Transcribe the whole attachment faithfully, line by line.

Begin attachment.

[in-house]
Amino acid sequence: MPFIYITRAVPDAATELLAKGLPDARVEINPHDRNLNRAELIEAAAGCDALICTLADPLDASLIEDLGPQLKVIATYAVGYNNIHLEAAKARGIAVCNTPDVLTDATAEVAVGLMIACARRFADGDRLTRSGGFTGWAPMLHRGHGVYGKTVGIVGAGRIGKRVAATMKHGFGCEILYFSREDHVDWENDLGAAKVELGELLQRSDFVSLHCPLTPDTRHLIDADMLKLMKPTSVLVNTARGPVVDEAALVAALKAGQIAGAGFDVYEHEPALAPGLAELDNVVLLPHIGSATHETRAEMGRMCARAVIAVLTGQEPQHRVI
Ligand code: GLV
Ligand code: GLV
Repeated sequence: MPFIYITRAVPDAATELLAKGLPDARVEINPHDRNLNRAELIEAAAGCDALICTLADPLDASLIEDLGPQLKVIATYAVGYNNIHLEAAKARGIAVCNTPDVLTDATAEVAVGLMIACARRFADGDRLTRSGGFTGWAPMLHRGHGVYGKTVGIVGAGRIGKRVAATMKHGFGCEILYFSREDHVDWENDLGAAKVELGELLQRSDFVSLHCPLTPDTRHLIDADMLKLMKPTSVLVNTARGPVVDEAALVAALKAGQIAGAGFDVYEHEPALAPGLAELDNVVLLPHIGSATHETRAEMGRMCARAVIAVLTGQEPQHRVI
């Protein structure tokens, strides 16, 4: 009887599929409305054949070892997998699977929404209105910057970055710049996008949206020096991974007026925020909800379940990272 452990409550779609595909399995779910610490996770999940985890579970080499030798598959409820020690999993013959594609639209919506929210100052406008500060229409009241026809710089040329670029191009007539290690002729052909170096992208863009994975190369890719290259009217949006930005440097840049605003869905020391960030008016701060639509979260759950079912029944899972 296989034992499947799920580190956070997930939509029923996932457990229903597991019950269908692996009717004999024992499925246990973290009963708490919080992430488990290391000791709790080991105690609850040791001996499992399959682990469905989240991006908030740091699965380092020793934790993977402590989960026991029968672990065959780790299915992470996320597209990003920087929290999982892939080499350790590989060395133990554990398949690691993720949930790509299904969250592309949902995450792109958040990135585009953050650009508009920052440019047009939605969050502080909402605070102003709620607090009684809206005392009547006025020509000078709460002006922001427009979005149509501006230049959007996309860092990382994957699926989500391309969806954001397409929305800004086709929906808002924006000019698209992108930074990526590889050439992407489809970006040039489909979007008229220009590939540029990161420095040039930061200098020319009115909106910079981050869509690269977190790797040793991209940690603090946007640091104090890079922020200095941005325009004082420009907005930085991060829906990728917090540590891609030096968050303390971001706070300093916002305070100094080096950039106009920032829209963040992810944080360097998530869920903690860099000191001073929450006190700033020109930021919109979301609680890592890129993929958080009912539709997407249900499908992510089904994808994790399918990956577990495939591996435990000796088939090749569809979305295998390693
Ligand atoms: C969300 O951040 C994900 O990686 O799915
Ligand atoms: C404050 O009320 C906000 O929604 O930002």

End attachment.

[in-house]
Amino acid sequence: MPFIYITRAVPDAATELLAKGLPDARVEINPHDRNLNRAELIEAAAGCDALICTLADPLDASLIEDLGPQLKVIATYAVGYNNIHLEAAKARGIAVCNTPDVLTDATAEVAVGLMIACARRFADGDRLTRSGGFTGWAPMLHRGHGVYGKTVGIVGAGRIGKRVAATMKHGFGCEILYFSREDHVDWENDLGAAKVELGELLQRSDFVSLHCPLTPDTRHLIDADMLKLMKPTSVLVNTARGPVVDEAALVAALKAGQIAGAGFDVYEHEPALAPGLAELDNVVLLPHIGSATHETRAEMGRMCARAVIAVLTGQEPQHRVI
Ligand code: GLV
Ligand code: GLV
Repeated sequence: MPFIYITRAVPDAATELLAKGLPDARVEINPHDRNLNRAELIEAAAGCDALICTLADPLDASLIEDLGPQLKVIATYAVGYNNIHLEAAKARGIAVCNTPDVLTDATAEVAVGLMIACARRFADGDRLTRSGGFTGWAPMLHRGHGVYGKTVGIVGAGRIGKRVAATMKHGFGCEILYFSREDHVDWENDLGAAKVELGELLQRSDFVSLHCPLTPDTRHLIDADMLKLMKPTSVLVNTARGPVVDEAALVAALKAGQIAGAGFDVYEHEPALAPGLAELDNVVLLPHIGSATHETRAEMGRMCARAVIAVLTGQEPQHRVI
């Protein structure tokens, strides 16, 4: 009887599929409305054949070892997998699977929404209105910057970055710049996008949206020096991974007026925020909800379940990272 452990409550779609595909399995779910610490996770999940985890579970080499030798598959409820020690999993013959594609639209919506929210100052406008500060229409009241026809710089040329670029191009007539290690002729052909170096992208863009994975190369890719290259009217949006930005440097840049605003869905020391960030008016701060639509979260759950079912029944899972 296989034992499947799920580190956070997930939509029923996932457990229903597991019950269908692996009717004999024992499925246990973290009963708490919080992430488990290391000791709790080991105690609850040791001996499992399959682990469905989240991006908030740091699965380092020793934790993977402590989960026991029968672990065959780790299915992470996320597209990003920087929290999982892939080499350790590989060395133990554990398949690691993720949930790509299904969250592309949902995450792109958040990135585009953050650009508009920052440019047009939605969050502080909402605070102003709620607090009684809206005392009547006025020509000078709460002006922001427009979005149509501006230049959007996309860092990382994957699926989500391309969806954001397409929305800004086709929906808002924006000019698209992108930074990526590889050439992407489809970006040039489909979007008229220009590939540029990161420095040039930061200098020319009115909106910079981050869509690269977190790797040793991209940690603090946007640091104090890079922020200095941005325009004082420009907005930085991060829906990728917090540590891609030096968050303390971001706070300093916002305070100094080096950039106009920032829209963040992810944080360097998530869920903690860099000191001073929450006190700033020109930021919109979301609680890592890129993929958080009912539709997407249900499908992510089904994808994790399918990956577990495939591996435990000796088939090749569809979305295998390693
Ligand atoms: C969300 O951040 C994900 O990686 O799915
Ligand atoms: C404050 O009320 C906000 O929604 O930002």